The Logitech Unifying receiver supports connecting up to six compatible wireless mice and keyboards however, only the device that comes with the receiver is already paired (and thus, only that device will work out of the box with the receiver).
Logitech provides a tool for pairing additional devices to the Unifying receiver but it's only available for Windows and Mac OSX so if you want to pair new devices or if you want to use a new receiver (in case you lose the old one for instance) and you're using Linux, you can use a third-party tool such as Solaar.
Solaar is a Linux tool that allows you to manage Logitech Unifying Receiver mice and keyboards, that comes with both a GUI and command line interface.
The application can be used to pair / unpair Logitech devices to the Unifying receiver, it can display the battery status for most devices and, for some peripherals, it supports some extra settings that aren't available through the standard Linux system configuration:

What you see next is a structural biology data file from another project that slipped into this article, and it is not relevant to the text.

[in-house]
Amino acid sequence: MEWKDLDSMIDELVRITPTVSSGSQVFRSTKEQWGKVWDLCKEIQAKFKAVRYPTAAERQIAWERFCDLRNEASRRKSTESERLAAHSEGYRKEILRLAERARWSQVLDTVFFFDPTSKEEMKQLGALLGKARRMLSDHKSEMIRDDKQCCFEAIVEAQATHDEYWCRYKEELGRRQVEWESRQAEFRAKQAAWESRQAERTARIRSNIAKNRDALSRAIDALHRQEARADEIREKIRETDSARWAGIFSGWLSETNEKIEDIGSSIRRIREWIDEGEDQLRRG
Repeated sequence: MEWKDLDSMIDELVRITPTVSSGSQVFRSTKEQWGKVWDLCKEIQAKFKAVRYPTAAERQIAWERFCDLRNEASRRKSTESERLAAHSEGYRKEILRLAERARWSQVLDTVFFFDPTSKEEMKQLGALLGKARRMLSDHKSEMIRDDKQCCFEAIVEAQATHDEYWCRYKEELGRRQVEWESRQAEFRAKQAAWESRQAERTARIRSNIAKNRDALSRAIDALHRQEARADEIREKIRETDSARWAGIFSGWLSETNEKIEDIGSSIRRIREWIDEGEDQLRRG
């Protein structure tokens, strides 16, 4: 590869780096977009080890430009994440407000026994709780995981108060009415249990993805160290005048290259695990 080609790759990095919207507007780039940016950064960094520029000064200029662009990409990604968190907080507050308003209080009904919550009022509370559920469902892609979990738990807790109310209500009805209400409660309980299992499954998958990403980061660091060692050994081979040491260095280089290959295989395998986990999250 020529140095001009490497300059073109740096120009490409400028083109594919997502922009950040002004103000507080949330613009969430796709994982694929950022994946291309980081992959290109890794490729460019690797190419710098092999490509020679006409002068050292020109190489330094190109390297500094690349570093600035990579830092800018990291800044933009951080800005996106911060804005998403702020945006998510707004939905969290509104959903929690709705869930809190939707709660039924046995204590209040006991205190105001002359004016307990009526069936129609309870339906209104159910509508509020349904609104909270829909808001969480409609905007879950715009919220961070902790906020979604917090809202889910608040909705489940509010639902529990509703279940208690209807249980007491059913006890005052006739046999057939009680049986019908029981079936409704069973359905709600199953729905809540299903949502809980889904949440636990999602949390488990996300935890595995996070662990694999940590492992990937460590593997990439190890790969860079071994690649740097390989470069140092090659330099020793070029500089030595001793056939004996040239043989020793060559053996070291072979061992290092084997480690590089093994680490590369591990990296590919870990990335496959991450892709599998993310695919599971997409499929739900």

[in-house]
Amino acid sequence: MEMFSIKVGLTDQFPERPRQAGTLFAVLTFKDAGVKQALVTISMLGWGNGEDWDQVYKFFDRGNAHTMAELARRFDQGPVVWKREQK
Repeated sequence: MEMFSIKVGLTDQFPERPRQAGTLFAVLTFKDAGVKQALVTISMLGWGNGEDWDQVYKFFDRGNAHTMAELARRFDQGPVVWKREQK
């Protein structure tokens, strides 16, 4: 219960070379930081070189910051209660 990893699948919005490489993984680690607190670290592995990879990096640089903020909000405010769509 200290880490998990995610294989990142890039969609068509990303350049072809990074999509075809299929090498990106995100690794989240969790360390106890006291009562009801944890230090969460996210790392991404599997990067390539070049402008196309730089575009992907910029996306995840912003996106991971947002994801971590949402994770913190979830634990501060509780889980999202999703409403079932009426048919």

- K750 Solar Keyboard: display the current lighting value (Lux);
- K360, MK700, K750 and K800 keyboards: toggle the FN key state;
- Performance MX Mouse: change the DPI;
- M705 Marathon Mouse and M510 Wireless Mouse: toggle smooth scrolling.
Solaar currently supports all Logitech Unifying Receiver devices but only some newer Nano Receivers are supported (USB ID: 046d:c52f, you can check that bu running "lsusb -d 046d:")
Install Solaar in Ubuntu
Solaar can be install in Ubuntu through its official PPA. To add the PPA and install Solaar, use the following commands:
Once installed, open Solaar from the Dash / menu.
sudo add-apt-repository ppa:daniel.pavel/solaar sudo apt-get update sudo apt-get install solaar
Important note: the first time I ran the application (GUI), it couldn't read the battery status for my Logitech M525 Wireless Mouse and I got a missing icon on the top panel. I've had to restart the application twice to get the panel (indicator) icon to show up and to get Solaar to display the battery status. So if you encounter this issue, try restarting the application.
In Ubuntu, all the Solaar files are installed under /opt so if you want to use the command line tool, run the following command:
The command above should display all the available solaar-cli (the Solaar command line interface) options.
Solaar is also available for Debian 7 or higher, Gentoo, OpenSUSE and Arch Linux. The source code is available on GitHub.
via Fabián Rodríguez